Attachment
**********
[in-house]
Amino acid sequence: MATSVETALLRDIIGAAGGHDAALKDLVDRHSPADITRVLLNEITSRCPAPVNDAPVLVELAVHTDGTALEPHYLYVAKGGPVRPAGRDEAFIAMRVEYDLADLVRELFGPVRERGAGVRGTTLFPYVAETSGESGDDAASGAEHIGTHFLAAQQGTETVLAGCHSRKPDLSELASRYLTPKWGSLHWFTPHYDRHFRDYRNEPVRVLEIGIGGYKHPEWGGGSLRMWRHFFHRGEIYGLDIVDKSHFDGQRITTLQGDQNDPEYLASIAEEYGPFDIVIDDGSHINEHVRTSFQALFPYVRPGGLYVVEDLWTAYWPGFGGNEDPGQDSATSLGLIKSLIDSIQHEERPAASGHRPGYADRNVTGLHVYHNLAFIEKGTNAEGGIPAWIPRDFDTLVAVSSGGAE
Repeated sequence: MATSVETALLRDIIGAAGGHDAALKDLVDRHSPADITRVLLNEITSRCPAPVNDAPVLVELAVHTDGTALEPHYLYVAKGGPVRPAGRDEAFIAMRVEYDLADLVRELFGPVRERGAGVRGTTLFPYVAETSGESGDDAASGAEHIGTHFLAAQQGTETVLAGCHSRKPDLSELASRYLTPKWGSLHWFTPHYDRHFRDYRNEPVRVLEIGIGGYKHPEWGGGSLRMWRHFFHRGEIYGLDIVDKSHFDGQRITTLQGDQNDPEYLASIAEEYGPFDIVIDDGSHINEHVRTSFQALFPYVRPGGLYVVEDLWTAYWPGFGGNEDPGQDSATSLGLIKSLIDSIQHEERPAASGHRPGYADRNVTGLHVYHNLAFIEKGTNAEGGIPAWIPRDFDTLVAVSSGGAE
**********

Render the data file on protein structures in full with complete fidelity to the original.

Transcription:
[in-house]
Amino acid sequence: MATSVETALLRDIIGAAGGHDAALKDLVDRHSPADITRVLLNEITSRCPAPVNDAPVLVELAVHTDGTALEPHYLYVAKGGPVRPAGRDEAFIAMRVEYDLADLVRELFGPVRERGAGVRGTTLFPYVAETSGESGDDAASGAEHIGTHFLAAQQGTETVLAGCHSRKPDLSELASRYLTPKWGSLHWFTPHYDRHFRDYRNEPVRVLEIGIGGYKHPEWGGGSLRMWRHFFHRGEIYGLDIVDKSHFDGQRITTLQGDQNDPEYLASIAEEYGPFDIVIDDGSHINEHVRTSFQALFPYVRPGGLYVVEDLWTAYWPGFGGNEDPGQDSATSLGLIKSLIDSIQHEERPAASGHRPGYADRNVTGLHVYHNLAFIEKGTNAEGGIPAWIPRDFDTLVAVSSGGAE
Repeated sequence: MATSVETALLRDIIGAAGGHDAALKDLVDRHSPADITRVLLNEITSRCPAPVNDAPVLVELAVHTDGTALEPHYLYVAKGGPVRPAGRDEAFIAMRVEYDLADLVRELFGPVRERGAGVRGTTLFPYVAETSGESGDDAASGAEHIGTHFLAAQQGTETVLAGCHSRKPDLSELASRYLTPKWGSLHWFTPHYDRHFRDYRNEPVRVLEIGIGGYKHPEWGGGSLRMWRHFFHRGEIYGLDIVDKSHFDGQRITTLQGDQNDPEYLASIAEEYGPFDIVIDDGSHINEHVRTSFQALFPYVRPGGLYVVEDLWTAYWPGFGGNEDPGQDSATSLGLIKSLIDSIQHEERPAASGHRPGYADRNVTGLHVYHNLAFIEKGTNAEGGIPAWIPRDFDTLVAVSSGGAE